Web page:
I think it would be the absolute best if I could just go be an Oompa Loompa and never come back. I laugh when I look in the mirror and see how much I look like a 48-year-old Augustus Gloop, the fat German boy who tried to drink up Wonka’s chocolate river. Only I still see how much my eyes bulge and water, like the rabbit that I am. And how gray my hair is, how it is nearly the color of the fat man’s hair. I shave my head a lot. But never in a crew cut. I even tried that spray-on hair color once. I thought it made me look younger. After I saw the looks people gave me, I took the can and put it in my bottom drawer.
I slap the arms of my easy chair, as if I am going to stand up. I have sat in this chair ever since I got home from my walk, about five hours ago, watching television. I thought about things all day. About the direction my life took. Or failed to take. I guess it doesn’t really matter when you finally make up your mind about things. Right, like a fucking passive rabbit ever decides to do anything. Except run and then it’s too late and the hawk gets him.
The late LATE show just went over and it was pretty good. It was one of those fantasy movies from the 70s, Clash of the Titans, with those claymation monsters, cyclops, and sea monsters, and harpies. Man I loved that shit when I was a kid. I’m pretty smart, and I used to think about making those kinds of movies. Now all I do is rent videos and how smart is it to use your life doing not much but a string of shitty jobs and renting videos, and thinking how much better you could make videos if you only had the chance? I used to think I was a genius.
The movie I really like, even more than Willie Wonka or Clash of the Titans is Monty Python and the Holy Grail. That movie kills me every time I see it. But I really laugh when that rabbit kills everyone. The knight goes, It’s just a bleedin’ bunny! And the wizard goes, But it’s got long bitey teeth! I can’t stop myself from laughing, even though I kind of get scared of how hard I laugh.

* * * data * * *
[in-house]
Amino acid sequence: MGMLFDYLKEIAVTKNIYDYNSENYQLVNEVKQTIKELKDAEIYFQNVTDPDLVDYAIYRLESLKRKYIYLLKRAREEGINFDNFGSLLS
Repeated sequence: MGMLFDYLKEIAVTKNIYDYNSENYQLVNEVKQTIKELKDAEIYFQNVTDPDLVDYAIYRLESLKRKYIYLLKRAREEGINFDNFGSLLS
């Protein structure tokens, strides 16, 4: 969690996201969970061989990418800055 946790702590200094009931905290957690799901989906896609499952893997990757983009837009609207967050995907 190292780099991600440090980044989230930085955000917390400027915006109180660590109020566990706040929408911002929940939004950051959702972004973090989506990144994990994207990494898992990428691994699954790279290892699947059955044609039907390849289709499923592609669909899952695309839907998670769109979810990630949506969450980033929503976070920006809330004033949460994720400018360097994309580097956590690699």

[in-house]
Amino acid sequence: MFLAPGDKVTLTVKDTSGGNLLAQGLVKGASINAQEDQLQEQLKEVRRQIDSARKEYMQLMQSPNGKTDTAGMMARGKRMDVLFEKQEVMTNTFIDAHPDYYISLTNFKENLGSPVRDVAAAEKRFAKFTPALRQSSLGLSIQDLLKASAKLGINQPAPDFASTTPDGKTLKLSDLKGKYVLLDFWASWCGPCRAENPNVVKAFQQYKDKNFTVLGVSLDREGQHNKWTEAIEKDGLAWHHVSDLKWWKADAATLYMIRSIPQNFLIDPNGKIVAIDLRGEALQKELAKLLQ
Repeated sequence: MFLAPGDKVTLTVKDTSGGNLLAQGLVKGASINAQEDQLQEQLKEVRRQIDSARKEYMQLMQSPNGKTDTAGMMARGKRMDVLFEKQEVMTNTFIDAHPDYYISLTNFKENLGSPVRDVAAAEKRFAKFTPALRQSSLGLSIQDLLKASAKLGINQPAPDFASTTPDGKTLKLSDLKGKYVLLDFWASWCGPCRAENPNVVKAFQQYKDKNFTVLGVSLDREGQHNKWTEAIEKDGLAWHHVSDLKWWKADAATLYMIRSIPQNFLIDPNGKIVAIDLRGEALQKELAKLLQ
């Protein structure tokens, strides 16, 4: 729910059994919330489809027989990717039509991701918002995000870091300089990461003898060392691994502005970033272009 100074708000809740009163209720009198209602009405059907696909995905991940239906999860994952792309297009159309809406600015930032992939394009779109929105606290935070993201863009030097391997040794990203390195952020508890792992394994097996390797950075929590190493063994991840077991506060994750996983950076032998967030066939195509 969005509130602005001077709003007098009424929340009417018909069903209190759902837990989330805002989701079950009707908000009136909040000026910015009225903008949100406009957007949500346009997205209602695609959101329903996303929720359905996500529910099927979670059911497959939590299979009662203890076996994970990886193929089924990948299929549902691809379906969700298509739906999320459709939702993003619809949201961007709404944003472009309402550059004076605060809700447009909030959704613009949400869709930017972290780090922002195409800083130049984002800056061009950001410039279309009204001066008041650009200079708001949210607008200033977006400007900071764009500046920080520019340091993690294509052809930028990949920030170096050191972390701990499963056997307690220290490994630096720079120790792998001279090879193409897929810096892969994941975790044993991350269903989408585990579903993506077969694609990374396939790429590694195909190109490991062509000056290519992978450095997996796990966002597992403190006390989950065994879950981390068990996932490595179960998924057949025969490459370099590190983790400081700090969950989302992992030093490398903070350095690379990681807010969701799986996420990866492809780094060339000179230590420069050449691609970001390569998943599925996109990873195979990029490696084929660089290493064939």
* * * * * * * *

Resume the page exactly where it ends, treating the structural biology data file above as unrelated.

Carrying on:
I remember I checked out a book on animation when I was a kid. Thought I might go to California and get into making movies and cartoons. Of course I couldn’t afford a camera to do the simple animations the book suggested, so I eventually took the book back and had to pay the overdue fines. I guess for me sometimes dreaming about something is just about as good as actually doing it. I mean it really is, if you think about it.
So now that the late show is over, the late LATE show, I should go out to the garage. I did intend to mow the lawn this afternoon, after my walk, but the mower had no gas. So instead I decided to mow tomorrow.. wait, tomorrow is today. Luckily, I filled the five-gallon gas can this afternoon. The grass is getting pretty high, and the neighbors are starting to give me dirty looks. Hell if I want to pay another fine.
I hate yardwork, but I think I’ll do it this time. I just gotta get moving, get off this couch. It’s pretty late for yardwork, but I think I’ve waited long enough. I’ll take that gas can and a book of matches and I’ll take the walk down that street to that house. I’ll burn that fucker to the ground, and pitch those deer in too. Thinking about life, alone in your childhood home, has a way of working on you after thirty years. Sometimes dreaming about something just doesn’t cut it. But this chair is so comfortable, and I’m sleepy. Maybe I’ll just channel surf for a few minutes, you know, to see if anything good is on, like maybe Monty Python, and then I’ll get up and do some yardwork. Just a minute, Mom.